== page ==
Water as Healer

By Katherine Murray

The cure for anything is salt water: sweat, tears or the sea. –Isak Dinesen

Water. Imagine the sound of the ocean waves, spreading across the smooth sand like loving hands reaching to touch your tired feet... Remember the pattern of raindrops falling in a steady, comforting rhythm on your roof... See the calm, still surface of a freshwater lake mirroring the deep blue heavens... As Isak Dinesen said, salt water in its varied forms offers cure for the strains, stresses, and struggles we seem to attract in our busy workaday lives. It invites us to relax, release, and let go of what we’re clinging to, whether it’s a problem we’re trying to solve, a heartache we’re trying to hide, or a physical challenge we’re trying to overcome. A simple, basic gift, water supports and sustains us. And over the course of our lives we slowly learn that if we trust it, we float.

Flowing Naturally
Continually moving, always changing, into and out of form—our lives, like water, are in constant flow. We almost catch a glimpse of the essence and then it’s out of sight, coursing first within our banks and then overflowing with sweet abandon, the wild and loving essence of who we are. The flow never stops. As a beautiful expression of One life through bodies, minds, and souls, it must move, touch, nourish, fill, satisfy, transform, and connect. With no beginning and no end, the flow of love through our lives continues unhindered. We may create channels and dams; we may try to direct or divide it; but ultimately the water must move naturally, rising to the air and falling again, fresh, to run through our lives in a new way. We can pool it, bottle it, share it, save it for a rainy day, but ultimately it again rejoins the One, making its way to the seas, rising only to fall in beautiful silent cycles of life.

1

Becoming Part of the River
In our everyday world, most people and objects we encounter have clear edges we recognize and respect. We each have boundaries that mark where one of us ends and another begins. My skin seems to be the surface of my physical self, even though I know on a cellular level I am continually interacting with all the elements that comprise me—water, wind, light, and soil. Years ago I traveled to the Columbia River Gorge and was suspended in awed by the beauty I found there. Hiking down the bank to a shallow spot, I peeled off my socks and shoes and waded out into the rushing water. Standing in the water with my bare feet on the smooth stones, with the cool current pulsing at my ankles, I felt sense of rightness—the calm of peaceful connection. Who was river and who was woman? In that moment, there was only Life, enjoying.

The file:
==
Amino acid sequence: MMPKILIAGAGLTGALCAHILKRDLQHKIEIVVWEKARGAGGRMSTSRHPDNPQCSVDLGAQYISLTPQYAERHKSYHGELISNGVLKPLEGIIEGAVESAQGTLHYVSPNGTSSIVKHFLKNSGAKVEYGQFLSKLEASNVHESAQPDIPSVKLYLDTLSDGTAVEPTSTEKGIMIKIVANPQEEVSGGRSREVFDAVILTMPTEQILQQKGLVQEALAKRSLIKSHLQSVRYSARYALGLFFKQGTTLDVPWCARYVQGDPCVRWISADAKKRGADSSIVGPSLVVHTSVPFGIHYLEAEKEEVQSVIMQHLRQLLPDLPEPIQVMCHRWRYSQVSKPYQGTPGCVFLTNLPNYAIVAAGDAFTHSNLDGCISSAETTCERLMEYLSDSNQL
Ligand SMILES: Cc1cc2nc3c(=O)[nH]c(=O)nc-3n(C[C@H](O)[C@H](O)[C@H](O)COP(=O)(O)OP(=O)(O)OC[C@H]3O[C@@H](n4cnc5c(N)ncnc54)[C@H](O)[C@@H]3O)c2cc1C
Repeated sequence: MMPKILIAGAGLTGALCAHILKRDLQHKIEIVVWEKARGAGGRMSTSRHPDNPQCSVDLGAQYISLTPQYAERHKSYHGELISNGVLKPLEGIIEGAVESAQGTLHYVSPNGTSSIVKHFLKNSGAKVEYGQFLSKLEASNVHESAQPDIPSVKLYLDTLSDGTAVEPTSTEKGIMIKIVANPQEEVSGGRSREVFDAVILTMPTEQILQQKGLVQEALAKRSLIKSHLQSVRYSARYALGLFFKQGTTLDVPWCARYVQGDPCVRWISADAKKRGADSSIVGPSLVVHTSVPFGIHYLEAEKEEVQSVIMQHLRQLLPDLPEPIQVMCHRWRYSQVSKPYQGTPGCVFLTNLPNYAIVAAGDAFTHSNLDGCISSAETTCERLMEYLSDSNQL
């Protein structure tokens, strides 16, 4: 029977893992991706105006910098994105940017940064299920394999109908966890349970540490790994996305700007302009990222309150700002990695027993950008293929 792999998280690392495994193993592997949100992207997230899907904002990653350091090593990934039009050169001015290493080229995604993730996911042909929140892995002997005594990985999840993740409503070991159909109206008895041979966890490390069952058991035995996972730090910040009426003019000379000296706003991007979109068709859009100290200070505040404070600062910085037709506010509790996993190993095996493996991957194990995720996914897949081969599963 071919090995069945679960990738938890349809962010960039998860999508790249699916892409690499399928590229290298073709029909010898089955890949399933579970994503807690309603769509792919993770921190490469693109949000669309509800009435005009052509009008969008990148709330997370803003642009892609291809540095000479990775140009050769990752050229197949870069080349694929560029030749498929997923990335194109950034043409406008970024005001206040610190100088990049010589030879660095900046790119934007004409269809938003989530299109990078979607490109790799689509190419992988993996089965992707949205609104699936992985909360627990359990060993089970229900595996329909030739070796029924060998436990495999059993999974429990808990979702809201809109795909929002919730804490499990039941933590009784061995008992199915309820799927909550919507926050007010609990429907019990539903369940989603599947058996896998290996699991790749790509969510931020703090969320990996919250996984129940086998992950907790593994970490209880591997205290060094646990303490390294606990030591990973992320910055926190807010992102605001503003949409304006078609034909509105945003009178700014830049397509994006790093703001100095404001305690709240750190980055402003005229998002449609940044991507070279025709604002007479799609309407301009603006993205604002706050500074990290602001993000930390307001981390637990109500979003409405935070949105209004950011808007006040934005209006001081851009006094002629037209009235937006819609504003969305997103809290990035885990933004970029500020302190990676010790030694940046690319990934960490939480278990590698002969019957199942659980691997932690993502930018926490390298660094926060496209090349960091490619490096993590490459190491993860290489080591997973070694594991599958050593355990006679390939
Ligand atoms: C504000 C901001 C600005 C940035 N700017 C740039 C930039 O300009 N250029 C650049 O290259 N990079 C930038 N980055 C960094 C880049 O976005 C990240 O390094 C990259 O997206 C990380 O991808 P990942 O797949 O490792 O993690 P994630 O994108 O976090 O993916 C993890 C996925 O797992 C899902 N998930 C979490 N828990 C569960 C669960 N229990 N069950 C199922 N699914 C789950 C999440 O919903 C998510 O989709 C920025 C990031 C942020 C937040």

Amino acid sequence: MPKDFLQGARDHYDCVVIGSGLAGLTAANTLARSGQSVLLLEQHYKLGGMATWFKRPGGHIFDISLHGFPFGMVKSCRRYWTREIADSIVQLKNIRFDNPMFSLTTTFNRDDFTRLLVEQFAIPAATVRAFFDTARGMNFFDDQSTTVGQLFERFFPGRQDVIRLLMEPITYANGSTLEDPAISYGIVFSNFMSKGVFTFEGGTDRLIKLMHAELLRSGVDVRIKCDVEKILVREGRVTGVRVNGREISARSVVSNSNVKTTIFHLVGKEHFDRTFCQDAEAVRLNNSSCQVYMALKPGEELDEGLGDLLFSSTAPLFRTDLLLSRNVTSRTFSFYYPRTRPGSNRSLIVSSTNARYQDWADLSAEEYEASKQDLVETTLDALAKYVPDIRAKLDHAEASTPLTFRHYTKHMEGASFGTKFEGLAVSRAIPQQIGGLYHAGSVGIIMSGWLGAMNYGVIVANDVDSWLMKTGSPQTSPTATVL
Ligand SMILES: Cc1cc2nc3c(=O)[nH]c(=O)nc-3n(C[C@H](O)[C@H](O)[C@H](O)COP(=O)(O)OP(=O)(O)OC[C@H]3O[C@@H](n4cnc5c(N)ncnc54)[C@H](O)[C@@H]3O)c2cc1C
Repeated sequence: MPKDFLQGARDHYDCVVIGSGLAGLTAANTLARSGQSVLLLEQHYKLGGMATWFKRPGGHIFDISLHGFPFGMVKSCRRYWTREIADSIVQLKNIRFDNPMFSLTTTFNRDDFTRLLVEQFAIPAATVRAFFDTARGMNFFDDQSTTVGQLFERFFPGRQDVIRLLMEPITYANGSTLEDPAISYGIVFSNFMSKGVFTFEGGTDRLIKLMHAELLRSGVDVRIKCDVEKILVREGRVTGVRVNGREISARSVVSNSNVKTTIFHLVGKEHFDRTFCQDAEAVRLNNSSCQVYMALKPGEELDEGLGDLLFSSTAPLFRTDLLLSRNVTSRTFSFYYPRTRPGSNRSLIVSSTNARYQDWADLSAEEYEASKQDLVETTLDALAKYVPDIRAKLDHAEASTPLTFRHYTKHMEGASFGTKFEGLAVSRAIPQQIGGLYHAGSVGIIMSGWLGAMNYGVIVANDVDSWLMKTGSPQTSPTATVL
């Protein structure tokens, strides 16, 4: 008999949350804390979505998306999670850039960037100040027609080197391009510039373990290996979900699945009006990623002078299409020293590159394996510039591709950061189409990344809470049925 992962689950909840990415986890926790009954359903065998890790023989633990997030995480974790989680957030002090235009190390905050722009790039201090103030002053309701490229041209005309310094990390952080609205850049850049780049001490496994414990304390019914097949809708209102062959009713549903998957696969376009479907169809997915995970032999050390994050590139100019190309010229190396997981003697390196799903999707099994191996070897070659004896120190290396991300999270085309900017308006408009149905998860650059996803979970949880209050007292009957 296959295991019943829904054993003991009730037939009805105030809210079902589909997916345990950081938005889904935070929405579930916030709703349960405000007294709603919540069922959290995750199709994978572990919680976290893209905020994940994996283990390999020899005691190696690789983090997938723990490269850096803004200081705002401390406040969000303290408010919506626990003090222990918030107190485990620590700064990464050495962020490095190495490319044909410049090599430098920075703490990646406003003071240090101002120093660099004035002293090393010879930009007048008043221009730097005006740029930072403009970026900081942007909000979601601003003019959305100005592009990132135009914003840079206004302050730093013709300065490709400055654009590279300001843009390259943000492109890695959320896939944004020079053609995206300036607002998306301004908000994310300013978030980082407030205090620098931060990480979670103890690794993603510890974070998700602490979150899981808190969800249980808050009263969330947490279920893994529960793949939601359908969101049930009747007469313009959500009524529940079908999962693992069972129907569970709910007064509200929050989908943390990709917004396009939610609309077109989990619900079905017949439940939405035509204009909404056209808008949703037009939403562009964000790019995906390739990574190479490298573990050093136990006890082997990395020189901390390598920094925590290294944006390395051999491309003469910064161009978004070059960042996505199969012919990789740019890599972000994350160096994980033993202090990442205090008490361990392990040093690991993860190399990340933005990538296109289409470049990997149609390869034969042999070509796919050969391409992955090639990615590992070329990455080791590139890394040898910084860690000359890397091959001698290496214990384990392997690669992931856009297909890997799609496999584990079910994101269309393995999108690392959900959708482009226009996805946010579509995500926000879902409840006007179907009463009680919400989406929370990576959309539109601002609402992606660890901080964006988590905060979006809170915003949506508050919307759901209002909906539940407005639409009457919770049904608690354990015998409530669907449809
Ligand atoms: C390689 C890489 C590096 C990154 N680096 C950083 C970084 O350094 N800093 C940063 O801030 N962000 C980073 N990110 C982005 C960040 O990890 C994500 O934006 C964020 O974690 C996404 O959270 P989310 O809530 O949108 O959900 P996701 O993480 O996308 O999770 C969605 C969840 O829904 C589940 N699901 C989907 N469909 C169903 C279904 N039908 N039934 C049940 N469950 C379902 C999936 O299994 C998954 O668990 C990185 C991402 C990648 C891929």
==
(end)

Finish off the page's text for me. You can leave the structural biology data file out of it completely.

Finding the Calm, Still Surface
Thoreau said, “Instead of looking into the sky, I look into the placid reflecting water for the signs and promise of the morrow.” The clarity and calm of a still surface has the power to draw us back to that point in ourselves that is still, resting, at peace. When we gaze out over the beautiful reflection of a still lake, we see, feel, absorb the open space, the clear energy, the magnificent reflection of a limitless sky. In challenging moments, however, it may be difficult or impossible for many of us to travel to a point of beauty at the water’s edge. What can we do for a moment’s tranquility when a hike is out of the question? Drawing the calming image to mind is one possibility, but accepting water’s invitation is another. The water that runs from the tap in the kitchen, the water in the rainbarrel, the water in the bottle at the office—it is all the same water, essential to life, a gift of welcoming, spaciousness, calm, and possibility. Yes, it may be chlorinated by your local water provider, or sold for a profit by any one of a number of vendors. But no matter what its conduit, the water, the essence, invites you. Enter in. Feel the smooth coolness on your palms. Splash the liquid peace on your face and neck. Know that you are connecting with a vital source of your very own embodied life—these drops know each other. This contact with water wherever you find it reminds you that you are the calm, still surface, even now.

2

Honoring the Rhythm of the Rain